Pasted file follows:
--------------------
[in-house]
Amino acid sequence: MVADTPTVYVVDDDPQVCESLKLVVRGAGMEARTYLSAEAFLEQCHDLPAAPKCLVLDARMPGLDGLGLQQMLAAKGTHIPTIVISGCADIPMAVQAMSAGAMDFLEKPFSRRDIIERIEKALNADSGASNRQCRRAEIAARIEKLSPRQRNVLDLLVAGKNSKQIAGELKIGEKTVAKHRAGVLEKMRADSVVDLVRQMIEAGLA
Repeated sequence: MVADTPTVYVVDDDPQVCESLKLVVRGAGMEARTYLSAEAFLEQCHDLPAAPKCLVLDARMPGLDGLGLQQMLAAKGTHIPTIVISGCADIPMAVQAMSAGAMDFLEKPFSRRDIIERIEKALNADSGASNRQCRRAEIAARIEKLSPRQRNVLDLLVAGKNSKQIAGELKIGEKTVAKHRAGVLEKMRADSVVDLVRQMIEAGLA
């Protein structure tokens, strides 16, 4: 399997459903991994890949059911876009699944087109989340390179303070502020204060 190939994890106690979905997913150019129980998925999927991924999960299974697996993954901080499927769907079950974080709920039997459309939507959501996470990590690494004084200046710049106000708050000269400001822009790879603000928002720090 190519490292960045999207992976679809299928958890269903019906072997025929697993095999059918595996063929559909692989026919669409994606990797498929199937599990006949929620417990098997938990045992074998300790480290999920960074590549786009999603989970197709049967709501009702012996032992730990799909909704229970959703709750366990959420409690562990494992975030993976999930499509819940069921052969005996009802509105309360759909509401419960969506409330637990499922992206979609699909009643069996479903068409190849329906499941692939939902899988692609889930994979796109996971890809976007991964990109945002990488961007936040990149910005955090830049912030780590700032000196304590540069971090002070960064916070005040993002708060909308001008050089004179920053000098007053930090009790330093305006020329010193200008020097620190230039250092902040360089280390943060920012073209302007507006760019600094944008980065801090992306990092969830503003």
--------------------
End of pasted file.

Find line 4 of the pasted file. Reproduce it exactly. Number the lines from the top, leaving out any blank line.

């Protein structure tokens, strides 16, 4: 399997459903991994890949059911876009699944087109989340390179303070502020204060 190939994890106690979905997913150019129980998925999927991924999960299974697996993954901080499927769907079950974080709920039997459309939507959501996470990590690494004084200046710049106000708050000269400001822009790879603000928002720090 190519490292960045999207992976679809299928958890269903019906072997025929697993095999059918595996063929559909692989026919669409994606990797498929199937599990006949929620417990098997938990045992074998300790480290999920960074590549786009999603989970197709049967709501009702012996032992730990799909909704229970959703709750366990959420409690562990494992975030993976999930499509819940069921052969005996009802509105309360759909509401419960969506409330637990499922992206979609699909009643069996479903068409190849329906499941692939939902899988692609889930994979796109996971890809976007991964990109945002990488961007936040990149910005955090830049912030780590700032000196304590540069971090002070960064916070005040993002708060909308001008050089004179920053000098007053930090009790330093305006020329010193200008020097620190230039250092902040360089280390943060920012073209302007507006760019600094944008980065801090992306990092969830503003």